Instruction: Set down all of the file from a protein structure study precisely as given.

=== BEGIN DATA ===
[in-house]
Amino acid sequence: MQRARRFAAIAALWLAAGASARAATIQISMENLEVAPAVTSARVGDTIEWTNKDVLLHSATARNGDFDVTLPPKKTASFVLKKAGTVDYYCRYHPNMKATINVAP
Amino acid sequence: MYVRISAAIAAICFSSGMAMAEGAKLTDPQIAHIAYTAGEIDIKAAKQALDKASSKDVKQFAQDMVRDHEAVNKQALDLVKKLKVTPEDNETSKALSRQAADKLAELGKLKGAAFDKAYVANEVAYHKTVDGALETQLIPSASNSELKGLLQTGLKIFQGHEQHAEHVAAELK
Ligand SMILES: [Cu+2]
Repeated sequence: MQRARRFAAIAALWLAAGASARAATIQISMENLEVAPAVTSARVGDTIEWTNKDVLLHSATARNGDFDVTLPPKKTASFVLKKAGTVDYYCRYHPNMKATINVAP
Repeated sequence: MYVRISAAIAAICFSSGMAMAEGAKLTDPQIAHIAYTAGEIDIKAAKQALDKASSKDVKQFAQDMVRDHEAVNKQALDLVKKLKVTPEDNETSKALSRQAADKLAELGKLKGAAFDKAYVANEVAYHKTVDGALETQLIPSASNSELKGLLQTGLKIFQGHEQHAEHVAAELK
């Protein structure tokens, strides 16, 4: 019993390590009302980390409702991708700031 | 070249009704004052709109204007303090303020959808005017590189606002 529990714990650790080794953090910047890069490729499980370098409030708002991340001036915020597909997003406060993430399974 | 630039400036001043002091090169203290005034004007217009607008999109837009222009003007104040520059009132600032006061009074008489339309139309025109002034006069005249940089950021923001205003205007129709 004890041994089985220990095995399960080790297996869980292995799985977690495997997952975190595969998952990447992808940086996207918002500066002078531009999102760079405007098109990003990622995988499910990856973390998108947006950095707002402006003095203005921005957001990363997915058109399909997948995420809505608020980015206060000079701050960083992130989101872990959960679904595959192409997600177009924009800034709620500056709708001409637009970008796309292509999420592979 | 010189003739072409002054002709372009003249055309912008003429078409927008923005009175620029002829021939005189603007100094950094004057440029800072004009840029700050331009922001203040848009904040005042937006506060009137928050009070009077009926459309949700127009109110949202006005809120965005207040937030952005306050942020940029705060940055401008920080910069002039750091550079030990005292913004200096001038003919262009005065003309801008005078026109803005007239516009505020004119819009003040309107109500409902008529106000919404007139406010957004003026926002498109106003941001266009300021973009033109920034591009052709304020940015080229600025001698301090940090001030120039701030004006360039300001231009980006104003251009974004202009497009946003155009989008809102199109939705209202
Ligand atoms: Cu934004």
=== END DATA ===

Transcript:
[in-house]
Amino acid sequence: MQRARRFAAIAALWLAAGASARAATIQISMENLEVAPAVTSARVGDTIEWTNKDVLLHSATARNGDFDVTLPPKKTASFVLKKAGTVDYYCRYHPNMKATINVAP
Amino acid sequence: MYVRISAAIAAICFSSGMAMAEGAKLTDPQIAHIAYTAGEIDIKAAKQALDKASSKDVKQFAQDMVRDHEAVNKQALDLVKKLKVTPEDNETSKALSRQAADKLAELGKLKGAAFDKAYVANEVAYHKTVDGALETQLIPSASNSELKGLLQTGLKIFQGHEQHAEHVAAELK
Ligand SMILES: [Cu+2]
Repeated sequence: MQRARRFAAIAALWLAAGASARAATIQISMENLEVAPAVTSARVGDTIEWTNKDVLLHSATARNGDFDVTLPPKKTASFVLKKAGTVDYYCRYHPNMKATINVAP
Repeated sequence: MYVRISAAIAAICFSSGMAMAEGAKLTDPQIAHIAYTAGEIDIKAAKQALDKASSKDVKQFAQDMVRDHEAVNKQALDLVKKLKVTPEDNETSKALSRQAADKLAELGKLKGAAFDKAYVANEVAYHKTVDGALETQLIPSASNSELKGLLQTGLKIFQGHEQHAEHVAAELK
């Protein structure tokens, strides 16, 4: 019993390590009302980390409702991708700031 | 070249009704004052709109204007303090303020959808005017590189606002 529990714990650790080794953090910047890069490729499980370098409030708002991340001036915020597909997003406060993430399974 | 630039400036001043002091090169203290005034004007217009607008999109837009222009003007104040520059009132600032006061009074008489339309139309025109002034006069005249940089950021923001205003205007129709 004890041994089985220990095995399960080790297996869980292995799985977690495997997952975190595969998952990447992808940086996207918002500066002078531009999102760079405007098109990003990622995988499910990856973390998108947006950095707002402006003095203005921005957001990363997915058109399909997948995420809505608020980015206060000079701050960083992130989101872990959960679904595959192409997600177009924009800034709620500056709708001409637009970008796309292509999420592979 | 010189003739072409002054002709372009003249055309912008003429078409927008923005009175620029002829021939005189603007100094950094004057440029800072004009840029700050331009922001203040848009904040005042937006506060009137928050009070009077009926459309949700127009109110949202006005809120965005207040937030952005306050942020940029705060940055401008920080910069002039750091550079030990005292913004200096001038003919262009005065003309801008005078026109803005007239516009505020004119819009003040309107109500409902008529106000919404007139406010957004003026926002498109106003941001266009300021973009033109920034591009052709304020940015080229600025001698301090940090001030120039701030004006360039300001231009980006104003251009974004202009497009946003155009989008809102199109939705209202
Ligand atoms: Cu934004």